Q: What are some of the major contributions of the Eurartesim drug trial to the treatment ofmalaria in Africa?

R: Eurartesim is a new antimalarial safe and highly effective for treatment of    uncomplicated malaria. And with the commodity to be administered once a  day for three days, the drug will  definitely have a high  impact on malaria control and also in malaria    elimination plans.

Q: What were some of the challenges to rolling out this project?

R: The main challenge was the delay with registration of the drug in the country and the long process of ethical and regulatory clearance. The complexity of study procedures was also a huge challenge to the study team.

Q: What were some ofthe key issues and hindrances to the effective treatment of malaria identified by the INESS project?

R: There were many hindrances, but the    key ones include the overload of the health facility in malaria high season, lack of qualified personnel, the lack of diagnosis    due to stock-out of the     rapid diagnostic test and absence  of microscopy in most of the    facilities, stock-outs of the drugs, and inefficient referral procedures.

Q: What is the cost of the Eurartesim drug?

R: The manufacturer price is €0.13. To calculate the local price, one has to add the transport, customs and internal taxes.

Q: What are the front line drugs for malaria in your country? Will the Eurartesim drug be added?

R: The first line treatment in Mozambique is Artemether-lumefantrine and the alternative to the first-line is Amodiaquine-Artesunate. Eurartesim could  be added to these lines    when all the data    produced by our study have been    analyzed and the safety    profile    of the drug is confirmed.

Q: Has there been any engagement with policy makers for its integration formally into the health system and incorporation into the malaria treatment policy?

R: This discussion started at the time of drug registration. The need for more information on safety was part of the discussions and it was agreed that the results of this study will be crucial    for the    decision making    process.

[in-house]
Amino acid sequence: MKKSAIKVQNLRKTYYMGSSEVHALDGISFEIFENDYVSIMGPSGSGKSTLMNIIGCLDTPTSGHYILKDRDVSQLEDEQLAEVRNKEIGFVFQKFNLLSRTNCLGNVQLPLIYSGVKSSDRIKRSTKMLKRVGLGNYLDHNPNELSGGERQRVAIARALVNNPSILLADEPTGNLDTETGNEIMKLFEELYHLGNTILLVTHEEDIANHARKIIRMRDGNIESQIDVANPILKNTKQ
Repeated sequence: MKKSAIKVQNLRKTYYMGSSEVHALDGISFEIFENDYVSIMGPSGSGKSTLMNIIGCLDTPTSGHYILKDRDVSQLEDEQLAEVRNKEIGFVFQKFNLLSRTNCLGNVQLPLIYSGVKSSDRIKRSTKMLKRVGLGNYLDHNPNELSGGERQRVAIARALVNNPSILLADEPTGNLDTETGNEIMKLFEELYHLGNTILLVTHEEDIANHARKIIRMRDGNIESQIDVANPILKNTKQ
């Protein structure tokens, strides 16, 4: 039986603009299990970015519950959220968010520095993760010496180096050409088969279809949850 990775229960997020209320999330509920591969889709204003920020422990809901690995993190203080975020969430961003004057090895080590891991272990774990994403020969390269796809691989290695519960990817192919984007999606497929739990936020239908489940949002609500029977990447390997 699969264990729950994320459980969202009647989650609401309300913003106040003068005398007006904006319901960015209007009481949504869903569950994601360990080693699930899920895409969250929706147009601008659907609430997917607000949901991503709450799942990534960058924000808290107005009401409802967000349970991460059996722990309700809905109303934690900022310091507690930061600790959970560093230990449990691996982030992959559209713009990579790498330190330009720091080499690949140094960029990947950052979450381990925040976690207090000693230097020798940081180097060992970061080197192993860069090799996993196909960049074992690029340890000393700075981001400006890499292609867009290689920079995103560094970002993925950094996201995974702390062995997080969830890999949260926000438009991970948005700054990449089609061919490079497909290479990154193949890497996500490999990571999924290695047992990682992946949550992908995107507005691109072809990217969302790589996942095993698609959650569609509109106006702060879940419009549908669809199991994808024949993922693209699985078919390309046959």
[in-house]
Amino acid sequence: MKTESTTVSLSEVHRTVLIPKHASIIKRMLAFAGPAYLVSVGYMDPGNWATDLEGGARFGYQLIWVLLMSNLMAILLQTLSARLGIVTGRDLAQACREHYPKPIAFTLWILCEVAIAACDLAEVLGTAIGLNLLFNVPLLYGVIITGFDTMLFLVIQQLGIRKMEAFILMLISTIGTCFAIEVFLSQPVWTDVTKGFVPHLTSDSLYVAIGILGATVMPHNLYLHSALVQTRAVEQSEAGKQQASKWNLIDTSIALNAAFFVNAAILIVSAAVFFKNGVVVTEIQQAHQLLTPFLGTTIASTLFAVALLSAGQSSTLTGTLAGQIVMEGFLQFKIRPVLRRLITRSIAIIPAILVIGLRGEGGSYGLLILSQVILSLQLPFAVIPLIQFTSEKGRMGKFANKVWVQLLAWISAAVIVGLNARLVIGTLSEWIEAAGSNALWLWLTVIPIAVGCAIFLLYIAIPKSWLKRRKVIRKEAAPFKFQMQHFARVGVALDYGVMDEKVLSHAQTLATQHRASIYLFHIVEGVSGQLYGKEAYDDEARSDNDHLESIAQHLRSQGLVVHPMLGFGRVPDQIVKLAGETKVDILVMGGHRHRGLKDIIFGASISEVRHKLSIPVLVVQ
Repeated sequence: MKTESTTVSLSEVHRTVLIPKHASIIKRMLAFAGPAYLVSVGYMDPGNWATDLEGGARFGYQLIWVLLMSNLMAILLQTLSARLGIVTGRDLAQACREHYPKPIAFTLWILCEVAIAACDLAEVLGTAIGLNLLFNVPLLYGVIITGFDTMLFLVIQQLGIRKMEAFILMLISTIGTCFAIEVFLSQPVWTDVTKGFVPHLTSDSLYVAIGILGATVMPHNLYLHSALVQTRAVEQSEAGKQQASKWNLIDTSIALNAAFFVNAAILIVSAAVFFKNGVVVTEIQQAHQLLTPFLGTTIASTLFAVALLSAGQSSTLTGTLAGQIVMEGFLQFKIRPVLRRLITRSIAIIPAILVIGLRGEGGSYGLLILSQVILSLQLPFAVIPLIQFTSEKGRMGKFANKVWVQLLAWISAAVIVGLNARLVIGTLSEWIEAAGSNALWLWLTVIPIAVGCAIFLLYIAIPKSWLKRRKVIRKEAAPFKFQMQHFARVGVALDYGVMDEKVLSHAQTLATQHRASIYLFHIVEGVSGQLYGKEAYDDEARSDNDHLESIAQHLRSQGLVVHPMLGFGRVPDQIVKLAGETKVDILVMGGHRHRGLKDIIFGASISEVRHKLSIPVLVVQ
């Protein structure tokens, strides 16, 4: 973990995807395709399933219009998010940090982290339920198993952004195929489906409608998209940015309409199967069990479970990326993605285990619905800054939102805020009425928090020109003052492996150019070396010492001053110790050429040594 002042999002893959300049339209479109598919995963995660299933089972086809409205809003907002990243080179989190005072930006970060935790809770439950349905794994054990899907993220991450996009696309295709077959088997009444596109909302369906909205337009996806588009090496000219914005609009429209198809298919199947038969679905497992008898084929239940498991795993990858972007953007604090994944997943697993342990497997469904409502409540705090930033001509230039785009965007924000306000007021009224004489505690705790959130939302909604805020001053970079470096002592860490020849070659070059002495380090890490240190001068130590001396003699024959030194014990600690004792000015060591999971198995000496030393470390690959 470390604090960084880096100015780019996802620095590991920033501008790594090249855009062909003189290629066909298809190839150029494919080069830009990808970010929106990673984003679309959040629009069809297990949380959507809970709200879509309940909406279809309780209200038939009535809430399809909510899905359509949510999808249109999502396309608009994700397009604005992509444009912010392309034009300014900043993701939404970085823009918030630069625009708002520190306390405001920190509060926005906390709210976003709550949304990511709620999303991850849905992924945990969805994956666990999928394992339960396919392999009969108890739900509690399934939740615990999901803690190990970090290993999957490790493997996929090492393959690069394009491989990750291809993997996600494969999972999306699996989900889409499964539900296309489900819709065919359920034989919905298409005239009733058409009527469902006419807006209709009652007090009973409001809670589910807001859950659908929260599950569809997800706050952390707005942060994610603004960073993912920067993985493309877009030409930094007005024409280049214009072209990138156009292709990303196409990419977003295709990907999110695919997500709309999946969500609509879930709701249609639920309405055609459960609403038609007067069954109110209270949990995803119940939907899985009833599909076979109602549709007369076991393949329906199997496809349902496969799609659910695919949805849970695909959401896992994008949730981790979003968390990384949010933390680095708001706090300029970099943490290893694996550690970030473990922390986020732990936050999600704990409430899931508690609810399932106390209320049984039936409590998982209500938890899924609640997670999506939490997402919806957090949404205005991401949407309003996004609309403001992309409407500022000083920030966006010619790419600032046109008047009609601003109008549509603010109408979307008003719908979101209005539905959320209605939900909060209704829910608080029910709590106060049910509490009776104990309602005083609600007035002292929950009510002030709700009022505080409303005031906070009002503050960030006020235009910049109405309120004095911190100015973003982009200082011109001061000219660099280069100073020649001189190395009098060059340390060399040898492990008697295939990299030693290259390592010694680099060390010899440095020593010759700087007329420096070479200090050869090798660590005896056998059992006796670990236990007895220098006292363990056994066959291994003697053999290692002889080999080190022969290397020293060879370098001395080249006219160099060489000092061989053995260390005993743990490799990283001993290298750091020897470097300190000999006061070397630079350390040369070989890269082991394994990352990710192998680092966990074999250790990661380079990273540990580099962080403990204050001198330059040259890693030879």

Q: What next after the Eurartesim trial in yoursite?

R: The INESS platform has created a network of centres and researchers trained and well    prepared to implement Phase 4 studies in Africa. Our site will    be happy to be involved in other similar  studies to assess the safety of    new anti-malarial drugs. At this time, the team    is analysing and writing up the data collected in this study to    share the results with all interested in this trial.

Q: What would you say are the legacies of the INESS project to Africa?

R: The INESS project have shown that African research centres can work together    to answer research questions of    specific interest to African communities.

Q: What has been your personal experience working on the INESS project?

R: The complexity of the project and the need to follow very high levels of accuracy to meet the European Medicines Agency (EMA) regulation was an odd training experience. The  team is now prepared to implement phase 4 trials.

Q: Any advice to government on the use of malaria drugs and treatment in your country?

R: Government must train health professionals in quick case identification and appropriate management. Drugs should be made available at health facilities to avoid stock-outs. There  should be improvement in malaria diagnosis and  the referral procedures.

Special Edition New